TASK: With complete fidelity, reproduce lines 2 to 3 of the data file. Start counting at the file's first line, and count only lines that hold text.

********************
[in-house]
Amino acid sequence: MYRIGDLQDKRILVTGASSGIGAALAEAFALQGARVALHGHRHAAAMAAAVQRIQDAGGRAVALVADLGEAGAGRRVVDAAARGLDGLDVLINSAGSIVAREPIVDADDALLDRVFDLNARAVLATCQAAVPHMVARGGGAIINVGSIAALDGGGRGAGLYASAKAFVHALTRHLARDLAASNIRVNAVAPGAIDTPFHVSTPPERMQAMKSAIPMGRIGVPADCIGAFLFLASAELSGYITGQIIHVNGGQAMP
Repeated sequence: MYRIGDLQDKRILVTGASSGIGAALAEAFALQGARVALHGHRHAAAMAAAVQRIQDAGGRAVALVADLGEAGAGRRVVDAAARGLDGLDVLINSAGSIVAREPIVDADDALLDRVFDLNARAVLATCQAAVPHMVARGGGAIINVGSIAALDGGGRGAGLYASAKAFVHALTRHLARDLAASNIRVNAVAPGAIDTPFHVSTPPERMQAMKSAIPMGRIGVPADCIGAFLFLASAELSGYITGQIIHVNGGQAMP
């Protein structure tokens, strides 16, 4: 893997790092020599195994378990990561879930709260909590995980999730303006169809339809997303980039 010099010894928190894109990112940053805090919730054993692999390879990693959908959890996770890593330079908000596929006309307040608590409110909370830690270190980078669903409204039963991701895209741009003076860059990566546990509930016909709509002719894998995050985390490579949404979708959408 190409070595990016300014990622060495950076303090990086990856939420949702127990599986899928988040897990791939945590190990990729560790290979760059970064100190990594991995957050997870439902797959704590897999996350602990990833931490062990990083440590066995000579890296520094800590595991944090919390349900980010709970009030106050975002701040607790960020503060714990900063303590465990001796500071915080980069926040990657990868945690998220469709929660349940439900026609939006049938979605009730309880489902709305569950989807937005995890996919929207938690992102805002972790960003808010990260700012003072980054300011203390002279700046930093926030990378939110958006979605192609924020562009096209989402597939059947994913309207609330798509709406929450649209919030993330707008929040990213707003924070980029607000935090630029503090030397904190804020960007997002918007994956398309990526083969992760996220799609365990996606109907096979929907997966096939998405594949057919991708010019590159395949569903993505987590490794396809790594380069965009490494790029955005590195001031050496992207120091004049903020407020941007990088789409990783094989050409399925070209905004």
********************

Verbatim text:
Amino acid sequence: MYRIGDLQDKRILVTGASSGIGAALAEAFALQGARVALHGHRHAAAMAAAVQRIQDAGGRAVALVADLGEAGAGRRVVDAAARGLDGLDVLINSAGSIVAREPIVDADDALLDRVFDLNARAVLATCQAAVPHMVARGGGAIINVGSIAALDGGGRGAGLYASAKAFVHALTRHLARDLAASNIRVNAVAPGAIDTPFHVSTPPERMQAMKSAIPMGRIGVPADCIGAFLFLASAELSGYITGQIIHVNGGQAMP
Repeated sequence: MYRIGDLQDKRILVTGASSGIGAALAEAFALQGARVALHGHRHAAAMAAAVQRIQDAGGRAVALVADLGEAGAGRRVVDAAARGLDGLDVLINSAGSIVAREPIVDADDALLDRVFDLNARAVLATCQAAVPHMVARGGGAIINVGSIAALDGGGRGAGLYASAKAFVHALTRHLARDLAASNIRVNAVAPGAIDTPFHVSTPPERMQAMKSAIPMGRIGVPADCIGAFLFLASAELSGYITGQIIHVNGGQAMP